Air pollution is dangerous to our lungs – and our eyes. Now that we’re leaving our houses masked up, we might not be recognising the familiar acrid odours attributed to ad-hoc bouts of haze, nor do we notice particles from Singapore’s ever-growing road traffic (electric vehicles are, after all, quite away from being a thing). The dangers of air pollution to our lungs and our lives have long been established. But did you know that there’s evidence to suggest that air pollution may also negatively impact our eye health?
According to a study published in the British Journal of Ophthalmology that examined some 116,000 residents in the United Kingdom, people who stayed in the most polluted areas were 8 per cent more likely to report having suffered from age-related macular degeneration, a chronic irreversible eye disease that causes loss of vision in the centre of the visual field (or the macula) because of damage to the retina.
Said lead author Professor Paul Foster of the University College of London, Institute of Ophthalmology: “Here we have identified yet another health risk posed by air pollution, strengthening the evidence that improving the air we breathe should be a key public health priority. Our findings suggest that living in an area with polluted air, particularly fine particulate matter or combustion-related particles that come from road traffic, could contribute to eye disease.”
To be specific, the pollutants in the air that these areas were facing include fine ambient particulate matter with a diameter of less than 2.5 micrometres – in other words, PM2.5 particles. These particles are microscopic and essentially invisible to the naked eye. They’re also potentially the most harmful particles in the air and is the main pollutant during haze. And as we’ve just read, they do more than just irritate the eyes.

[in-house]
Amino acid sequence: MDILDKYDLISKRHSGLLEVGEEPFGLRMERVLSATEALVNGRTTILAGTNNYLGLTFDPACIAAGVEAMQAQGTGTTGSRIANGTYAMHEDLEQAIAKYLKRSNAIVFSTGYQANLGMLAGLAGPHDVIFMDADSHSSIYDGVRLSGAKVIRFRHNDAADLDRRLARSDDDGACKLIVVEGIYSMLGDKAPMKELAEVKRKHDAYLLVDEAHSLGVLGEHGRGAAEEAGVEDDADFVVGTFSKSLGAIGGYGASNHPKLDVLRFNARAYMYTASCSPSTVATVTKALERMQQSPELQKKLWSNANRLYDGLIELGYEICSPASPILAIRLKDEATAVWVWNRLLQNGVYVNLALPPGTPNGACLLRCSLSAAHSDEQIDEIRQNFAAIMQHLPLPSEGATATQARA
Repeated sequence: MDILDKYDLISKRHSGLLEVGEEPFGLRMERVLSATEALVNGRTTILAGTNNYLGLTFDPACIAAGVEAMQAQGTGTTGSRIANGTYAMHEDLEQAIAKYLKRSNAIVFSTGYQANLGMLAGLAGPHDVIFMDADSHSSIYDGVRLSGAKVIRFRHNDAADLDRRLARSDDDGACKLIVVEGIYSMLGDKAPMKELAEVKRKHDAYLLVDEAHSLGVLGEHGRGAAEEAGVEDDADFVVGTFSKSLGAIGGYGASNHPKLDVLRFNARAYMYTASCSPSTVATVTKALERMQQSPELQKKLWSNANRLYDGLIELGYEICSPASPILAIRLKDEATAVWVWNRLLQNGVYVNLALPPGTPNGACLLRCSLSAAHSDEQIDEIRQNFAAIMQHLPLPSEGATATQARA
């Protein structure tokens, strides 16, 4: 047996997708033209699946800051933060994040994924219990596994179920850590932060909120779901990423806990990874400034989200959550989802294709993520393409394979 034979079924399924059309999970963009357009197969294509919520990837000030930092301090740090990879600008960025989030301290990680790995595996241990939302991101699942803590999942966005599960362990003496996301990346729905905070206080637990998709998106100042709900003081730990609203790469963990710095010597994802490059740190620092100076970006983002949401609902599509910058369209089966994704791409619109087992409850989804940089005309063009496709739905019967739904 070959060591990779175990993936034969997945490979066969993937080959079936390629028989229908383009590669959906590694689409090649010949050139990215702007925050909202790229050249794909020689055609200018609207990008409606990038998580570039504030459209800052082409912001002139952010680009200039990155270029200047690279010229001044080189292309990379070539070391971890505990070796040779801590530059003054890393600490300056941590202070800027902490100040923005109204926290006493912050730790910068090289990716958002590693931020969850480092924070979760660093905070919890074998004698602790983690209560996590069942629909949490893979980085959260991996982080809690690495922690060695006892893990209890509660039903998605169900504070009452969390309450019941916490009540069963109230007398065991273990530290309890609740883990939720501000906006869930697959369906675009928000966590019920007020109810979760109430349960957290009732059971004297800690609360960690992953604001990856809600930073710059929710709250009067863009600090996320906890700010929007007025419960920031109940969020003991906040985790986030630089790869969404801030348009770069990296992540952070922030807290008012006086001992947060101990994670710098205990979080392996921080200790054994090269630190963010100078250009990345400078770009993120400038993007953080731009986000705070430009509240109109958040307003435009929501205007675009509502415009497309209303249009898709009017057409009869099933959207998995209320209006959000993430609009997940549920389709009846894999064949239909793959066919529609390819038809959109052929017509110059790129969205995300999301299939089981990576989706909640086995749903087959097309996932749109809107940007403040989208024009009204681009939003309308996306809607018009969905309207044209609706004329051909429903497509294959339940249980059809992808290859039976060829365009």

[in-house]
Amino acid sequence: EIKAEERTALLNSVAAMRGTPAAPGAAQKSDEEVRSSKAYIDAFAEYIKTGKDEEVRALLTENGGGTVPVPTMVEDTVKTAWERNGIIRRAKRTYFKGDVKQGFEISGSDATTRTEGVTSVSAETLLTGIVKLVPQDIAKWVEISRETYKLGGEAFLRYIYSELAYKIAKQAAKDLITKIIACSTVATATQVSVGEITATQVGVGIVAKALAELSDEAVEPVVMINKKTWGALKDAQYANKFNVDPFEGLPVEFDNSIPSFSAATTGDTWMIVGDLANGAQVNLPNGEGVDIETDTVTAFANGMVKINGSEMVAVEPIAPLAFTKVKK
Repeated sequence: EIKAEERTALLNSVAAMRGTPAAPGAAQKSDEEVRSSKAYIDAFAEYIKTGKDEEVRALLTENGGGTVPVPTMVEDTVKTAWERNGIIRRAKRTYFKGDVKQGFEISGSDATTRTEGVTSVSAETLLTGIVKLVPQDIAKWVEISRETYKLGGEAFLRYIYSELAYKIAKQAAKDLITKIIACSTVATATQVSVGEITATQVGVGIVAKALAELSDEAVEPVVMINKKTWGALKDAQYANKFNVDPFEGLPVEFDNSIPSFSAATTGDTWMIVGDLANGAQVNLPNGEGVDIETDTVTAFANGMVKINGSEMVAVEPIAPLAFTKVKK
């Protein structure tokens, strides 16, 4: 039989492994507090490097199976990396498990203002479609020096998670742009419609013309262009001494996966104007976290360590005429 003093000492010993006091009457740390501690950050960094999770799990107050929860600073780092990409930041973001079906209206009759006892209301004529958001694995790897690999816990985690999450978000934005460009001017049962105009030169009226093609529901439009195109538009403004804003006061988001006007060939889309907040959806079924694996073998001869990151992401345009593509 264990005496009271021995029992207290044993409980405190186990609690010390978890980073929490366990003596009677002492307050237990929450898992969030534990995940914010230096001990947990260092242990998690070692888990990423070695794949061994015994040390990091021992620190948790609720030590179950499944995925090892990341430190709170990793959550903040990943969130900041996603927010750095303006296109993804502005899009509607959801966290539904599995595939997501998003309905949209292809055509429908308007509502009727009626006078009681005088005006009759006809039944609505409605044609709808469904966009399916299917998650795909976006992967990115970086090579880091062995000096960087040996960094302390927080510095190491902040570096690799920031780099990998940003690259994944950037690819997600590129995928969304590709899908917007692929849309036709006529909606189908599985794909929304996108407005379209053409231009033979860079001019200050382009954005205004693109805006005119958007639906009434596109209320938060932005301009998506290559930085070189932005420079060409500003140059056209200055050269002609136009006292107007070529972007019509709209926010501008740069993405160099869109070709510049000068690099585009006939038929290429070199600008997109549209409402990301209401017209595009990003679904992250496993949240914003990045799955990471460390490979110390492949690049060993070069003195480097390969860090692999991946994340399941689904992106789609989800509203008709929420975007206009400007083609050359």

While Singapore’s National Environment Agency (NEA) constantly monitors the country’s pollution levels, including PM2.5 particle concentration, it’s clear that air pollution cannot be totally attributed to periodic haze. Pollution, and PM2.5 particles, in particular, are caused by burning fuel and chemical reactions that take place in the atmosphere. Forest fires in dry seasons are other factors that contribute to this air pollution.
As such, we’re not saying it’s time to get overly anxious, nor are we suggesting that donning a pair of goggles along with your mask is in order. First off, note that the cross-sectional study is observational, not experimental – that is, despite the correlation that findings suggest, causality cannot be established just yet.
Furthermore, scientists are working to understand how PM2.5 and other pollutants may lead to age-related macular degeneration – preliminary suggestions include oxidative stress or inflammation. Pollutants in general were also associated with changes in the eye’s retinal structure.
Age-related macular degeneration is one of the leading causes of irreversible blindness among those over 50 years old in high-income countries. The eye disease is projected to affect almost 300 million by 2040, and known risk factors include smoking and genetic factors.
Another eye disease found to be associated with air pollution is glaucoma, a disease in which the optic nerve at the back of the eye gradually dies, causing blindness. A recent study conducted in the United Kingdom in 2019 found that participants who lived in areas with higher PM2.5 concentrations were 6% more likely to report a diagnosis of glaucoma.
Research has shown us that there seems to be some association between serious eye diseases and air pollution – and we can’t exactly stop pollution worldwide. For now, what’s certain is that air pollution, like all the other potential fallouts from ecological disasters, can be averted with decisive action – which begins with actions as simple as consuming greener products and recycling more.
Apart from that, we can’t treat haze as an annoyance to be ignored. You can make it a habit to check NEA’s website before heading outdoors and close all windows and use an air purifier if there’s one available.
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